In a restaurant, especially a newly started or taken over one, it is highly recommended you get to know the other area food facilities and develop good relationships with them.. While this may seem quaint, sort of like moving into a new neighborhood and making nice with the neighbors, there is a very good reason for doing this.
Yes, technically, other area restaurants are competition, but they can also be allies and assets. Similar to a bed and breakfast being full and recommending another one in the area when they are fully booked and it’s in turn reciprocated. This can also happen in restaurants. Each restaurant unless they have the exact same menu as you, the same prices, the same décor and clones of all your staff, is unique to itself.
The primary reason for being buds with your neighboring restaurants is because in a pinch, they may have stock of something you are out of. While this may seem purely mercenary to think about this in advance, it’s not. Most restaurants in business today that have been around for awhile, have a relationship with at least one if not more restaurants in a fairly close proximity, or they have a key food vendor who will go the extra mile for them and track down things at 11 at night for them.
Whether it’s the owners being friends or the chefs, cooks or bartenders, it’s important to be civil to the neighbors. Easy ways to do this may be stopping in for dinner occasionally or an after hours drink and meet everyone in charge. If owners/chefs/key employees stop in your place, buy them a drink, get them some free apps.
Being prepared for this eventuality (of being out of something) may seem overkill and not on an important to do list, but more often then not a key ingredient of your most popular menu item goes out of stock on a Holiday weekend or that caterered party you are doing for 50 people is suddenly increased by 40 people the day before and you can’t get product in the door in time for it. While this may not happen often, and if your management team is a well organized one, it will dramatically decrease the odds of it happening, but it is still best to plan for every eventuality.
When many restaurants run out of product, they send someone to the local grocery to get a replacement instead of running out completely. Doing this will totally kill your food cost. Not to mention many retail products don’t have the same quality as wholesale. Borrowing for a neighboring restaurant who may have paid $0.40 more a pound for Statler chicken breasts instead of buying at retail for 4 times what you paid for it originally, saves you time and money in the short and long term. Buying retail can also affect cash flow in house and result in confusion at the end of the night, when the cash-out doesn’t match up (i.e. the cook or busboy forgot to return and log the receipt from going to a grocery), not to mention headaches for your accountant. Cash for paying for retail items comes directly out of petty cash usually, more cash-out mistakes and petty theft as well can result from this.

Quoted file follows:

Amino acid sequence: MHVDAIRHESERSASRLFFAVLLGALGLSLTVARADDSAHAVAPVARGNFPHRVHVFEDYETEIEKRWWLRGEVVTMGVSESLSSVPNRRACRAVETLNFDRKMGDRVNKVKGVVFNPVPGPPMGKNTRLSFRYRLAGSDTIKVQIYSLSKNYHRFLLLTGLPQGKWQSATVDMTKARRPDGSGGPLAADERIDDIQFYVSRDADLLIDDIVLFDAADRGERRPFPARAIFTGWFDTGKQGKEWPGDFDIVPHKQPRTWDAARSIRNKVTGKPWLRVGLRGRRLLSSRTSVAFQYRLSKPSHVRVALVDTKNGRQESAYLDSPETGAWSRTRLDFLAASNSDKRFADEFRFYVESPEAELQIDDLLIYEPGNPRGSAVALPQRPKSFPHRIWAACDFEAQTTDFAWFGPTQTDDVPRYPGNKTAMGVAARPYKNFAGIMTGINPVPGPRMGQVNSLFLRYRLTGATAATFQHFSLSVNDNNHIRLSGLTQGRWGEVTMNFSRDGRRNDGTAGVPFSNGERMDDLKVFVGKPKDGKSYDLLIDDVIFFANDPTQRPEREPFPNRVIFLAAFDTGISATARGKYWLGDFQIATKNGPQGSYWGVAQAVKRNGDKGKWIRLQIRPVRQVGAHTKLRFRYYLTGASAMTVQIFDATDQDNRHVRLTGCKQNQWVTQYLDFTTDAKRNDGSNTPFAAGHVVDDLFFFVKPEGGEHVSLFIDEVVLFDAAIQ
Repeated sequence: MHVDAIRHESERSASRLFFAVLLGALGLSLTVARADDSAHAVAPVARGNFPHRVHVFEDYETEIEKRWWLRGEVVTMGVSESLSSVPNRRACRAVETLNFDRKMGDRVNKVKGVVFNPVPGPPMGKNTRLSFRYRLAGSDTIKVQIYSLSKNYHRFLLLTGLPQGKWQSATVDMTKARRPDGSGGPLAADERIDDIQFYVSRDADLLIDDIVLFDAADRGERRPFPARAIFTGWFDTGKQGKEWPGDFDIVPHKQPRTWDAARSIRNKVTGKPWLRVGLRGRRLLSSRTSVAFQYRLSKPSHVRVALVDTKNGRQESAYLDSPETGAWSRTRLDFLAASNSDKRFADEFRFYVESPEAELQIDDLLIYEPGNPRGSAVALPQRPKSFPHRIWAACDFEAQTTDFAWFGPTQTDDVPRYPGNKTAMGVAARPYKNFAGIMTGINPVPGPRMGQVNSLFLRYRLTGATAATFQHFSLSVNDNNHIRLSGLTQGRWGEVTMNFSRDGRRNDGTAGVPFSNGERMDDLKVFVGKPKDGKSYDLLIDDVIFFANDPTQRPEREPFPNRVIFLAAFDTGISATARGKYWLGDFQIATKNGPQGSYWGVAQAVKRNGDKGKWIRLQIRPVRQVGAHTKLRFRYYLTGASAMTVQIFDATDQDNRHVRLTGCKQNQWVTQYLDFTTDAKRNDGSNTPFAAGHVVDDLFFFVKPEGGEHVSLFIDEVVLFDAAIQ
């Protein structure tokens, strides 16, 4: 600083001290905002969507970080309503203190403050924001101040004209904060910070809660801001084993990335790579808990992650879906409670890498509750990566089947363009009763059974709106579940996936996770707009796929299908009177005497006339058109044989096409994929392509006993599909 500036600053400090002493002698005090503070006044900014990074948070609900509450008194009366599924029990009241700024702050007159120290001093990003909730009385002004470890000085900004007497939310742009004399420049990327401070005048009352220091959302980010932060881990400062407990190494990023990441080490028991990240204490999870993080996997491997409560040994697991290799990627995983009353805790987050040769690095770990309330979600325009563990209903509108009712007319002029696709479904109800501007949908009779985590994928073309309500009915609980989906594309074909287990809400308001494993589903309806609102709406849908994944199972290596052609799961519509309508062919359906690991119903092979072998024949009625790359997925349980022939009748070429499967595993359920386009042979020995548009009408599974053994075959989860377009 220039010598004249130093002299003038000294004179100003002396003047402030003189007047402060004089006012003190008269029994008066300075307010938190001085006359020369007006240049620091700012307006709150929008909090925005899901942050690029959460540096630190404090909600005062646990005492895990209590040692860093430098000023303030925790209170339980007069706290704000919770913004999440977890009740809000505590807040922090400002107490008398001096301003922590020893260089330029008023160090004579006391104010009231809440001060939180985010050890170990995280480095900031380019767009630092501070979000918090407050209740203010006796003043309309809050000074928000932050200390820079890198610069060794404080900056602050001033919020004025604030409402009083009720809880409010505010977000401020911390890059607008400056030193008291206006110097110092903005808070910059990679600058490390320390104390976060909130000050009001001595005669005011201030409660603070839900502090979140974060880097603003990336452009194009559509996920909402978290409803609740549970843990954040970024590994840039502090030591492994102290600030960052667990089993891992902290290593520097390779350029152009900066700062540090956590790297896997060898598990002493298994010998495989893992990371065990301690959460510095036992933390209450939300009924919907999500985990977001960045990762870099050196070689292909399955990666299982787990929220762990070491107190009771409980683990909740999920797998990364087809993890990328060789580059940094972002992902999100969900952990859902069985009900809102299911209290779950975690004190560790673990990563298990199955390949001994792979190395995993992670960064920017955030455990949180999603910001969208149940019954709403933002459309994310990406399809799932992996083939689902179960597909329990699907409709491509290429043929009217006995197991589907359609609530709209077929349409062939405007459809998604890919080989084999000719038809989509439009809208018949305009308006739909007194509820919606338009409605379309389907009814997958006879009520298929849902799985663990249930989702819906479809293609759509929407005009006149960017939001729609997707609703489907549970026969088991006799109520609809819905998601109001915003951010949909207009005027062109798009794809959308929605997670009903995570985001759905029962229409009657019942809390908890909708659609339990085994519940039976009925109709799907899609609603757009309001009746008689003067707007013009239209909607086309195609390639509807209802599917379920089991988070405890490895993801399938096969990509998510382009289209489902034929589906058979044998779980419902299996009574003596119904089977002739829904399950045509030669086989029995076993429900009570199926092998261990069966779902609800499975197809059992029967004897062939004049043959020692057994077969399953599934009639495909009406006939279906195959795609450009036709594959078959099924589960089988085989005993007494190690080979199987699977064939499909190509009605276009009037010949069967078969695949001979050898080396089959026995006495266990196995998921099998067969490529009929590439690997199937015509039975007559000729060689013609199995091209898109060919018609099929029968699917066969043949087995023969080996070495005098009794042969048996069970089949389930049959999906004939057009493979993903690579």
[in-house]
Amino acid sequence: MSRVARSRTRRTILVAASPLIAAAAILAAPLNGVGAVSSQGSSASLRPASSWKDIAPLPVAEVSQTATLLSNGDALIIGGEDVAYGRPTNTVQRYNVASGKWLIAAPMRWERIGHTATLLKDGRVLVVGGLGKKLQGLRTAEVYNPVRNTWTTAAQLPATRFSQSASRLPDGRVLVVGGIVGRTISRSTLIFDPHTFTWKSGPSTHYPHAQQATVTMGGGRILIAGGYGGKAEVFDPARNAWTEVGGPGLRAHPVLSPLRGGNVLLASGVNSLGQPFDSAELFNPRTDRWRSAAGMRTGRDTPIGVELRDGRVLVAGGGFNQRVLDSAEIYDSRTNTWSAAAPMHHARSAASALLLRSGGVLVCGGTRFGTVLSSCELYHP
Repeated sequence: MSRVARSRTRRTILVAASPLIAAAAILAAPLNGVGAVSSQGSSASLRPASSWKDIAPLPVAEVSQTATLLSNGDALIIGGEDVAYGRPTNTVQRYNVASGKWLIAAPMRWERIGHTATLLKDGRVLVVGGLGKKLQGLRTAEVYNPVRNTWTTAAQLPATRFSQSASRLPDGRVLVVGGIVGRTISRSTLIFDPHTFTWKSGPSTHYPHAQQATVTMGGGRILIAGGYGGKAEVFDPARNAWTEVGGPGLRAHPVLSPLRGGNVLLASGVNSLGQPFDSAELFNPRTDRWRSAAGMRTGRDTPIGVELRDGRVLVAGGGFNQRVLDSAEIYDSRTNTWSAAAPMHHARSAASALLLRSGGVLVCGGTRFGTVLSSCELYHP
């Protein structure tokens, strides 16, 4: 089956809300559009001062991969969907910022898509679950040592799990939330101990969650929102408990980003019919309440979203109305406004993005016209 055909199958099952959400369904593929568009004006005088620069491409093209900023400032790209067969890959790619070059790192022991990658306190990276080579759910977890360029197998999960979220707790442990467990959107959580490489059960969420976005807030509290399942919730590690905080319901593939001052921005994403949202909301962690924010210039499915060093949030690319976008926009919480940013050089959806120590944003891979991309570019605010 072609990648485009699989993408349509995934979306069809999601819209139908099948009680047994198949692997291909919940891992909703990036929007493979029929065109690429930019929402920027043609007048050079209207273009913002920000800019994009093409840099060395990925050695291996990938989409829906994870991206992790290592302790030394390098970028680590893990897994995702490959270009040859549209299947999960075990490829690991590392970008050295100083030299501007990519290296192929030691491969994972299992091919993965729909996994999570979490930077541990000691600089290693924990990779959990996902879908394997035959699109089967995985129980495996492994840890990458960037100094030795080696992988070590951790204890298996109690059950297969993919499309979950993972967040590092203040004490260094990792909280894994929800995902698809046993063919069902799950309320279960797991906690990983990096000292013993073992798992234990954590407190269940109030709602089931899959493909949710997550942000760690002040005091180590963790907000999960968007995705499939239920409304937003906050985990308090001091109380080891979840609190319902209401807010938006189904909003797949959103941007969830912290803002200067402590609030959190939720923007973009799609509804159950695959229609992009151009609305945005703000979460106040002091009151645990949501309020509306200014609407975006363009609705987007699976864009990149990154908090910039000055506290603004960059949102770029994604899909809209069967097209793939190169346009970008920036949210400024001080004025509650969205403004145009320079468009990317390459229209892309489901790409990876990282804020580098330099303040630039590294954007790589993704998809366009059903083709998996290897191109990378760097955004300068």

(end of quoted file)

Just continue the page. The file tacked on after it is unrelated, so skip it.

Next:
In 20 years in the business I have lost count of the number of times other restaurants have bailed me out and in turn I have bailed them out. There are some things you just cannot plan for, no matter how well organized and anal you are about your inventory. The 30 person buffet that wants poached salmon: your normally trusted fish vendor either out of stocks you or on the very off chance you get a bad batch of fish, which was specifically ordered to cover the buffet and you sent it back because it was poor quality. What was the option, take in bad fish and have your customers get sick and/or your reputation go in the toilet? When dealing with perishables there is only some much extra you can keep on hand at any one time.
While you may have a stock in of salmon in this instance (say you run it regularly and it’s a hot item on the menu) do you run that salmon (that you have in house for your party) and 86 it on the menu and have some unhappy customers in your dining room? Run down to your local Stop & Shop, buy salmon for twice the price that has already had twice the day run shelf life? The alternative is borrow from a local that you know has good product and replace it at the first opportunity. You want happy satisfied customers all around.
There are caveats to this:
- Keep careful track of what has been borrowed from whom and make sure product when re-supplied is the same quantity and most importantly the same brand if possible.
- When items are borrowed, especially meat and fish products and most importantly shellfish, keep very very careful records of this, if items were contaminated prior to the borrowee’s restaurant getting hold of it, it needs to be trackable. Most borrower/borrowee relationships buy from many of the same vendors but not all.
- Don’t borrow from others that have bad quality control, if your chef wouldn’t have let it in the door in the first place from a vendor, it’s not something you want either.
- Don’t abuse the area relationships, running out of Maraschino cherries every Friday night tends to get old very fast to the borrowee. (not to mention annoying to regular customers)
- Be wary of the habitual borrowers in return (see above)